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Beloved Farm-to-Table Restaurant Paley’s Place Is Closing After Thanksgiving Service

Owners Vitaly and Kimberly Paley are retiring and plan to sell the converted Victorian home.

Paley’s Place, the highly esteemed restaurant that’s occupied the corner of Northwest 21st Avenue and Northrup Street for over two decades, will serve its last meals on Thanksgiving weekend.

Owners Vitaly and Kimberly Paley announced in a newsletter sent to subscribers on Oct. 4 that they will retire and sell the converted Victorian home following the holiday service. The Oregonian was first to report the news.

“The events of the last year and a half have given us all time to reflect on what’s most important, and that was certainly true for us,” the email stated. “This next chapter in our lives will be about the two of us, charting out a new life together, whatever that may be.”

Long before Portland became a nationally renowned food destination, the Paleys helped put the city on the culinary map when they opened their eponymous restaurant in 1995.

First drawn to the Pacific Northwest by the abundance of farmed and foraged ingredients, the Paleys, once they moved here, made Paley’s Place a celebration of that bounty as they filled the menu with locally sourced food.

The effort earned the Paleys high praise from critics. Vitaly Paley went on to win a James Beard Award in 2005 and proved victorious in a 2011 episode of Iron Chef America on the Food Network. Even decades after the cozy bungalow first rose to prominence, it remained a favorite in the city’s dining scene for the kitchen’s ability to knock out high-end dishes—everything from Wagyu beef tartare to a whole rabbit—without pretension.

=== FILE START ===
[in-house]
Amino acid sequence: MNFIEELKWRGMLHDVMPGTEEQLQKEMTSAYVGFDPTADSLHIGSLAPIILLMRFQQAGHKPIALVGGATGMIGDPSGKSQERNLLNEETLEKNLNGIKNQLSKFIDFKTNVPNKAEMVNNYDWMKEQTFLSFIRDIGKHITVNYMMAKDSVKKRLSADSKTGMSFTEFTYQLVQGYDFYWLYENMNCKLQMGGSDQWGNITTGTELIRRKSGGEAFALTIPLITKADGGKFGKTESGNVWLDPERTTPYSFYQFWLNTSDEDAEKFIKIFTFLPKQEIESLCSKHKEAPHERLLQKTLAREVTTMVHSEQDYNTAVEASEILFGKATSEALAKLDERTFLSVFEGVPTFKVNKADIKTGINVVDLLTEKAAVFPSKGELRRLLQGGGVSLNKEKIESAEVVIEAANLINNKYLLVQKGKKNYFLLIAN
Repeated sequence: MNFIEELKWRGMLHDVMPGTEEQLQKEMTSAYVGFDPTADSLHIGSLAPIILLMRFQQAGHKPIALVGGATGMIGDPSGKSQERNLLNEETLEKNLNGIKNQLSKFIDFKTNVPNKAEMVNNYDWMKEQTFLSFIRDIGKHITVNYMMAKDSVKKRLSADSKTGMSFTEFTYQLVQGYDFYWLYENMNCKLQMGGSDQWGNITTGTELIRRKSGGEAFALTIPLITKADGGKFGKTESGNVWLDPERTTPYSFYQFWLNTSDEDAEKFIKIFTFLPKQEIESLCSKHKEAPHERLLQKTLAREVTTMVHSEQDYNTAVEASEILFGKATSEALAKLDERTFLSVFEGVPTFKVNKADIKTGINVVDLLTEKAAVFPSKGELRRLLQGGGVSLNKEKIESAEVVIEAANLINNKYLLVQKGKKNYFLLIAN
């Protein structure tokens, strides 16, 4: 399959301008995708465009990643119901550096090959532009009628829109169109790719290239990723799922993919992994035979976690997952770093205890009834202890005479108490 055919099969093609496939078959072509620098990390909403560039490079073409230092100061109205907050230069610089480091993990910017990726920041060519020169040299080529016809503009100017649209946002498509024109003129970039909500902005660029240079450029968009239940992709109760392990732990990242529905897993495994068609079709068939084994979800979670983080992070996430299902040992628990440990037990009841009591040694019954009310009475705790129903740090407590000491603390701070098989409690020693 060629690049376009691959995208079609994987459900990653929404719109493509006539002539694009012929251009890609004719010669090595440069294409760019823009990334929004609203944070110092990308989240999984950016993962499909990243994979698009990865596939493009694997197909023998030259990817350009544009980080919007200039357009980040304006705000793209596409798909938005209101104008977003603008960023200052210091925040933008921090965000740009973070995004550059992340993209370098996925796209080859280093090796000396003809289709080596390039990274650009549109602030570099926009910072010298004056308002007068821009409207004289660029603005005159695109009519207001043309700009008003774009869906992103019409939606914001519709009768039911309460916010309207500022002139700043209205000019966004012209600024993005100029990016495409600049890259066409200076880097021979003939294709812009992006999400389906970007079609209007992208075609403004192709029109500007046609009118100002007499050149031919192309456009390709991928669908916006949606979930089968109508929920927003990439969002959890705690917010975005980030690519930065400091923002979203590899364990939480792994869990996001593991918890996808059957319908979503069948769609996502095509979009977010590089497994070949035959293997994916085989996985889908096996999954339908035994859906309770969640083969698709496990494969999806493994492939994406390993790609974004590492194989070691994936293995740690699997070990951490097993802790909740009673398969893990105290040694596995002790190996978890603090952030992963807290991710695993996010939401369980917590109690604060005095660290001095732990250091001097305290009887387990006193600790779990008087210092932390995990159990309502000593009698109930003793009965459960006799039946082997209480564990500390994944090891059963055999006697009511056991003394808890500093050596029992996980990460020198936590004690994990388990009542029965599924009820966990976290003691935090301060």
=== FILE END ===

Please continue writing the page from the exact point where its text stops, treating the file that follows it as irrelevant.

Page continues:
In 2012, the Paleys began to grow a miniature empire of eateries in what would become Portland’s booming luxury hotel scene. That’s when they opened Imperial, the dimly lit, sprawling dining room anchoring Hotel Lucia, feeding breakfast, lunch and dinner to tourists and locals alike.

Four years later, the seafood-centric Headwaters—just blocks away inside the Heathman—joined the portfolio. In 2018, the Paleys introduced cuisine inspired by the Ottoman and Roman empires at Rosa Rosa, located on the ground floor of the Dossier.

However, in 2020, the pandemic quietly toppled every single one of those restaurants—the lack of downtown office workers, theatergoers and tourists made it impossible to turn a profit.

After temporarily halting all service at Paley’s Place during the first COVID-19 lockdown, the couple did eventually reopen for limited on-premises dining and to-go orders.

“We like the smells of a restaurant,” Vitaly Paley told WW last fall. “It was kind of sad for a brief moment when we first closed in March, we stayed closed for about a month, putting paper on windows and not doing anything felt sad. We gathered ourselves up, dusted ourselves off and put our heads together and figured out what could potentially work.”

It’s fitting the Paleys should bow out Thanksgiving weekend—it’s the busiest time of the year for their restaurant, and one that is filled with beloved tradition. Best book your table now—reservations are sure to be snapped up by everyone who wants to bid farewell to a piece of Portland dining history.

Related: Vitaly Paley Is One of Portland’s Most Prominent Chefs. But When It Comes to Cooking at Home, He’s Just Like Us.